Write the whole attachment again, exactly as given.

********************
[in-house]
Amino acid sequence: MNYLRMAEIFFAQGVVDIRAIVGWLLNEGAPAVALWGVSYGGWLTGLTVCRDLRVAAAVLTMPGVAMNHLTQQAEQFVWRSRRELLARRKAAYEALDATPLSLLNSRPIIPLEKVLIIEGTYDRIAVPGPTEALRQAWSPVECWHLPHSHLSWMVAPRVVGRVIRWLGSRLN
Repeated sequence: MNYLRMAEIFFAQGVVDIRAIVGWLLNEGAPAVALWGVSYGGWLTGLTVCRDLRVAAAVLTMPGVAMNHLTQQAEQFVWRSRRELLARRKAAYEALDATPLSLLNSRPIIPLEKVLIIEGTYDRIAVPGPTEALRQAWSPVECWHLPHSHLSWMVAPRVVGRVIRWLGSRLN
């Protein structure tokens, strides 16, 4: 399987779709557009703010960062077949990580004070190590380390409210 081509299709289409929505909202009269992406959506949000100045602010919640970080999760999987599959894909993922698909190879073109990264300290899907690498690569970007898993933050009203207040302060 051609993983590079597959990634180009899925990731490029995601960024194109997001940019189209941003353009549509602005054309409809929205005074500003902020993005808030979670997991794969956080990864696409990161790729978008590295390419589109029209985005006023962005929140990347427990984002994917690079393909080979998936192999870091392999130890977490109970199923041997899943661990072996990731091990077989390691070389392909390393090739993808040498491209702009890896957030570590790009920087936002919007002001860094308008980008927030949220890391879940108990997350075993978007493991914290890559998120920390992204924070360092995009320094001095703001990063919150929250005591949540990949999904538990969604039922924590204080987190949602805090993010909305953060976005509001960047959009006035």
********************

[in-house]
Amino acid sequence: MNYLRMAEIFFAQGVVDIRAIVGWLLNEGAPAVALWGVSYGGWLTGLTVCRDLRVAAAVLTMPGVAMNHLTQQAEQFVWRSRRELLARRKAAYEALDATPLSLLNSRPIIPLEKVLIIEGTYDRIAVPGPTEALRQAWSPVECWHLPHSHLSWMVAPRVVGRVIRWLGSRLN
Repeated sequence: MNYLRMAEIFFAQGVVDIRAIVGWLLNEGAPAVALWGVSYGGWLTGLTVCRDLRVAAAVLTMPGVAMNHLTQQAEQFVWRSRRELLARRKAAYEALDATPLSLLNSRPIIPLEKVLIIEGTYDRIAVPGPTEALRQAWSPVECWHLPHSHLSWMVAPRVVGRVIRWLGSRLN
């Protein structure tokens, strides 16, 4: 399987779709557009703010960062077949990580004070190590380390409210 081509299709289409929505909202009269992406959506949000100045602010919640970080999760999987599959894909993922698909190879073109990264300290899907690498690569970007898993933050009203207040302060 051609993983590079597959990634180009899925990731490029995601960024194109997001940019189209941003353009549509602005054309409809929205005074500003902020993005808030979670997991794969956080990864696409990161790729978008590295390419589109029209985005006023962005929140990347427990984002994917690079393909080979998936192999870091392999130890977490109970199923041997899943661990072996990731091990077989390691070389392909390393090739993808040498491209702009890896957030570590790009920087936002919007002001860094308008980008927030949220890391879940108990997350075993978007493991914290890559998120920390992204924070360092995009320094001095703001990063919150929250005591949540990949999904538990969604039922924590204080987190949602805090993010909305953060976005509001960047959009006035």